British Prime Minister Boris Johnson has apologised for breaking COVID lockdown rules after he was issued with a fine for attending a gathering in 10 Downing Street.
The prime minister confirmed he had paid the £50 penalty, saying it “did not occur to him at the time” that he was breaking the rules.
He also denied lying to parliament, despite telling MPs in the House of Commons that he had been assured that the guidance was followed at all times in No 10 during lockdown, saying he “spoke in completely good faith”.
Johnson, his wife Carrie Johnson, and chancellor Rishi Sunak were each fined on Tuesday for attending a birthday event for the PM in No 10 on 19 June 2020.
The fines are among more than 50 fixed penalty notices which have now been issued over illegal gatherings in Downing Street and Whitehall during COVID restrictions.
The Met Police investigation is ongoing, meaning Johnson could be issued with further FPNs. He is alleged to have attended five further illegal gatherings.
Carrie Johnson has also paid her fine, her spokesperson confirmed. Sunak is yet to comment.
The news was met was a chorus of calls for Johnson and Sunak to resign.
Labour leader Sir Keir Starmer said: “Boris Johnson and Rishi Sunak have broken the law and repeatedly lied to the British public. They must both resign.
“The Conservatives are totally unfit to govern. Britain deserves better.”
However, a number of Tory MPs came out in support for the PM, with some arguing that Johnson has already apologised, and others saying he should stay in post to provide stability of leadership to support Ukraine.
Mayor of London Sadiq Khan also called for Johnson’s resignation. He tweeted: “A prime minister who breaks the laws his government makes and then lies about it isn’t fit for office.
“Families made huge sacrifices and obeyed the law. Many said their last goodbyes to loved ones on the phone while the prime minister partied. Boris Johnson must resign.”
Scottish first minister Nicola Sturgeon tweeted: “Boris Johnson must resign. He broke the law and repeatedly lied to parliament about it.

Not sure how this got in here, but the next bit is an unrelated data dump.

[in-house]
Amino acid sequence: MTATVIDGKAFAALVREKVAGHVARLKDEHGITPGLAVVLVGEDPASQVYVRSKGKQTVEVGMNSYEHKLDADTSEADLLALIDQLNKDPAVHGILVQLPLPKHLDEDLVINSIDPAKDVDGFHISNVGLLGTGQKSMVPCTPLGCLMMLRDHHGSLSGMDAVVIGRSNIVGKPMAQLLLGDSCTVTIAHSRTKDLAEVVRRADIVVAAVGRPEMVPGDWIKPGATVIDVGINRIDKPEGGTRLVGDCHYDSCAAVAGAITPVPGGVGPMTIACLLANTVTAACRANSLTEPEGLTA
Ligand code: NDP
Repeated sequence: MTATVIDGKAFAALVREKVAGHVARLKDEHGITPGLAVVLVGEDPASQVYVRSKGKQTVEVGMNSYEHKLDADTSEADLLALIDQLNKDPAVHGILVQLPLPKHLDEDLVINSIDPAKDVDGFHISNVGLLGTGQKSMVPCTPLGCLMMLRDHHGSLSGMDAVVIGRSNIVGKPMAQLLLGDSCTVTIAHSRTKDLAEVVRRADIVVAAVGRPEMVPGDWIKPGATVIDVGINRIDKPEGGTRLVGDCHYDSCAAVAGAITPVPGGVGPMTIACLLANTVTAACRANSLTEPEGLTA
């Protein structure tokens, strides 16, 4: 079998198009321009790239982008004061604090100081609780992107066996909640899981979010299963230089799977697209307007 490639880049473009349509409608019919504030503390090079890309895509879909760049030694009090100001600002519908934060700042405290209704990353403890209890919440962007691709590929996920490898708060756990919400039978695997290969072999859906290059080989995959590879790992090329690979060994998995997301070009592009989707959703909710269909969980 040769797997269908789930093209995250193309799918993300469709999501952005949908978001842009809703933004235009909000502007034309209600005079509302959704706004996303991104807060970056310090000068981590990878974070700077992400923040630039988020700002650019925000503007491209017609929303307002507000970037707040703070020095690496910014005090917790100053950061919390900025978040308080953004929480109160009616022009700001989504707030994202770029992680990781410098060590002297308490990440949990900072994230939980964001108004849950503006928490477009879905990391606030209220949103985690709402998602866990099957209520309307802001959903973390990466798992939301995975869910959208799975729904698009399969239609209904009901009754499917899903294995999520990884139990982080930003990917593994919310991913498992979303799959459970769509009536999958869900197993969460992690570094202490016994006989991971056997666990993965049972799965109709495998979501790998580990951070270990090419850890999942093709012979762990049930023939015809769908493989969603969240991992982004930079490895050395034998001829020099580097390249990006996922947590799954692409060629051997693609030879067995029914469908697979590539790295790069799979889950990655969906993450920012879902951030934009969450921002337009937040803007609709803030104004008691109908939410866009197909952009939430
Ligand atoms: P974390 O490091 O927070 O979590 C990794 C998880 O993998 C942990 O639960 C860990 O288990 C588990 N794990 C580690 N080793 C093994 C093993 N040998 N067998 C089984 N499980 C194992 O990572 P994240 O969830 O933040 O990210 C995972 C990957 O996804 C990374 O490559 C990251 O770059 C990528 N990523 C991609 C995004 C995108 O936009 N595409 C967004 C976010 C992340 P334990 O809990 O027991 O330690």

“The basic values of integrity and decency – essential to the proper working of any parliamentary democracy – demand that he go.
“And he should take his out of touch chancellor with him.”
Johnson has repeatedly denied that any rule-breaking events took place in Downing Street, or that he himself had broken restrictions.
On 8 December, he told the House of Commons: “I apologise for the impression that has been given that staff in Downing Street take this less than seriously. I am sickened myself and furious about that, but I repeat what I have said to him: I have been repeatedly assured that the rules were not broken.
“I repeat that I have been repeatedly assured since these allegations emerged that there was no party and that no COVID rules were broken.”
Just a month later he issued a grovelling apology to a packed House of Commons, admitting he attended an event where No 10 staff were invited to “bring their own booze” to make the “most of the lovely weather”.
He said he believed it had been a “work event”.
Sunak has also repeatedly denied taking part in any lockdown breaking events.
Asked by Labour MP Karl Turner on 7 December if “he or any of his officials or spads attended any of the Downing Street Christmas parties on 27 November or 18 December last year?”, the chancellor replied: “No, I did not attend any parties.”
Scottish Conservative leader Douglas Ross – who had previously called for Johnson to resign – said it is not the right time for him to leave office, citing the escalating crisis in Ukraine.
In a statement he said: “The public are rightly furious at what happened in Downing Street during the pandemic.
“I understand why they are angry and share their fury. The behaviour was unacceptable. The prime minister needs to respond to these fines being issued.
“However, as I’ve made very clear, in the middle of a war in Europe, when Vladimir Putin is committing war crimes and the UK is Ukraine’s biggest ally, as President Zelenskyy said at the weekend, it wouldn’t be right to remove the prime minister at this time.
“It would destabilise the UK government when we need to be united in the face of Russian aggression and the murdering of innocent Ukrainians.”
A snap poll by YouGov revealed more than half of voters think the PM should resign over the fine.
Some 57% of responders said Johnson should step down, while 30% say he should stay.
The same proportion said Rishi Sunak should also resign as Chancellor for being at the same event.
And 75% of responders said they thought Johnson knowingly lied to Parliament about whether he broke lockdown rules, with just 12% saying he did not.
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